Partisan Differences in Opinionated News Perceptions: A Test of the Hostile Media Effect
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The proliferation of opinion and overt partisanship in cable news raises questions about how audiences perceive this content. Of particular interest is whether audiences effectively perceive bias in opinionated news programs, and the extent to which there are partisan differences in these perceptions. Results from a series of three online experiments produce evidence for a relative hostile media phenomenon in the context of opinionated news. Although, overall, audiences perceive more story and host bias in opinionated news than in non-opinionated news, these perceptions—particularly perceptions of the host—vary as a function of partisan agreement with the news content. Specifically, issue partisans appear to have a “bias against bias,” whereby they perceive less bias in opinionated news with which they are predisposed to agree than non-partisans and especially partisans on the other side of the issue.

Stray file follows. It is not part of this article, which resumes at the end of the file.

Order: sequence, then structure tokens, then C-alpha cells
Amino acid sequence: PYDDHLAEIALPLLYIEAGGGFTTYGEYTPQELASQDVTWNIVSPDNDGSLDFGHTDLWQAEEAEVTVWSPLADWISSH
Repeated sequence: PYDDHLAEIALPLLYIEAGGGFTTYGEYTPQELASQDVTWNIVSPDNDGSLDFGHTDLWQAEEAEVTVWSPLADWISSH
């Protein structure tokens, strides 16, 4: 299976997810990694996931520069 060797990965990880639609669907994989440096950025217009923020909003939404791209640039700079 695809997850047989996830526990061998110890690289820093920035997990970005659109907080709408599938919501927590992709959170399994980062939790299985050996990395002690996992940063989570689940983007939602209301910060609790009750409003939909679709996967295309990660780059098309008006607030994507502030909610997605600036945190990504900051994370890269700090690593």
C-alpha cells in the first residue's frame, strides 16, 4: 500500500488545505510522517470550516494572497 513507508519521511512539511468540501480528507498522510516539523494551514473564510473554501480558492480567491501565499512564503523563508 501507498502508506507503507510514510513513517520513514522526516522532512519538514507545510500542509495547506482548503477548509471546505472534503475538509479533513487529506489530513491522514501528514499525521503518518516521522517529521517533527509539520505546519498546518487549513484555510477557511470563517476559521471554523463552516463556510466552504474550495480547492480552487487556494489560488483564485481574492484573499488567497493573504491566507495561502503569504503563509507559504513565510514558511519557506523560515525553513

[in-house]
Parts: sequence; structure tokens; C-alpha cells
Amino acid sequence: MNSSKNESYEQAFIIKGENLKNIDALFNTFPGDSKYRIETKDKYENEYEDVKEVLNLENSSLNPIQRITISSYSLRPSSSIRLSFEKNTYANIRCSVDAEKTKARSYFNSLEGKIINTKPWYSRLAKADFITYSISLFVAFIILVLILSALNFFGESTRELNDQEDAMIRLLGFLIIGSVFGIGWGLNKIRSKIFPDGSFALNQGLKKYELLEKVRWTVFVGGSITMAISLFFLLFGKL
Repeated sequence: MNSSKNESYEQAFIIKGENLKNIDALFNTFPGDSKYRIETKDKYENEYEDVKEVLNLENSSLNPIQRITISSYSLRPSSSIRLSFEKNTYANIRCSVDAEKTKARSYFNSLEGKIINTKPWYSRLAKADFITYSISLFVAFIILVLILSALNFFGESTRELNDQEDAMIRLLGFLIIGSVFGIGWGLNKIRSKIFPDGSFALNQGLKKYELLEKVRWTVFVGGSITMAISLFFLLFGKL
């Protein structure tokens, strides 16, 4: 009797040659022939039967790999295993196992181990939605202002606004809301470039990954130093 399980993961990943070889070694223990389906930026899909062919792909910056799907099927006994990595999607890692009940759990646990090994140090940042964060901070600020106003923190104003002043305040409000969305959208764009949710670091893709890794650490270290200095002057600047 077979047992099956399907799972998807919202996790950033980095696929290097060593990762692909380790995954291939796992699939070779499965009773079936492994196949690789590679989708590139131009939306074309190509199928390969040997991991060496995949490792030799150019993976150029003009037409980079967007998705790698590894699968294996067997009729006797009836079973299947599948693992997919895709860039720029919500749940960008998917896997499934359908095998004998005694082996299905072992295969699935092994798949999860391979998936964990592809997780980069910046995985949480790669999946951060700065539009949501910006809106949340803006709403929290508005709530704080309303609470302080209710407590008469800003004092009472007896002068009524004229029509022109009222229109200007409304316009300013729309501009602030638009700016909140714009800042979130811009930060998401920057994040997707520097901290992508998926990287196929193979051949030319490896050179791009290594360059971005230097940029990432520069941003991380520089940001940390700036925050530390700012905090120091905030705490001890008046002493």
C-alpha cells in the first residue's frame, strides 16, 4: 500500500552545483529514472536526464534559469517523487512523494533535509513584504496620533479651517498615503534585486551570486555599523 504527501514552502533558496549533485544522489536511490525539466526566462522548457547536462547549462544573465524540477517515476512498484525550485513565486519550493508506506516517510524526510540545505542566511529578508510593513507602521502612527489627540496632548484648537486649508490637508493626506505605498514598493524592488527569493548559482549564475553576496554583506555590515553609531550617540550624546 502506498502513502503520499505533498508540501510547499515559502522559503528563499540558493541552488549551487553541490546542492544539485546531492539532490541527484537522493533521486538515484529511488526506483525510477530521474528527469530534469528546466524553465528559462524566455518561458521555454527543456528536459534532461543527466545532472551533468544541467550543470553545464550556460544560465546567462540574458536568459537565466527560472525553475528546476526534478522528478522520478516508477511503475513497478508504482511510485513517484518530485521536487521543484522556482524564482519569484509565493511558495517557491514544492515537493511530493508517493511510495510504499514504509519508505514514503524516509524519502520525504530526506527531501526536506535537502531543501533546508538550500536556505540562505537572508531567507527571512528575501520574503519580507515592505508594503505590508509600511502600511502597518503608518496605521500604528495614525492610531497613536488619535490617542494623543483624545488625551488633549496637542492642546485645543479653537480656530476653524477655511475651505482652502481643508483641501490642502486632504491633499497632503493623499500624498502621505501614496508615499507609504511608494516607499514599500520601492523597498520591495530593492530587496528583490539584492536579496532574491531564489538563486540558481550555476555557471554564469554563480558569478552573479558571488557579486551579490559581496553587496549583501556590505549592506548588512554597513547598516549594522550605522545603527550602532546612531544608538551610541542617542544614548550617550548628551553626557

KeywordsCable news Opinionated news Hostile media effect Selective perception Media bias
Funding for this research was provided by the John S. and James L. Knight Foundation as part of the Carnegie-Knight Initiative on the Future of Journalism Education. The author is extremely grateful to Vincent Price, Joseph Cappella, and Michael Delli Carpini for their advice and encouragement throughout the project, and to the anonymous reviewers for their feedback on previous versions of this manuscript.
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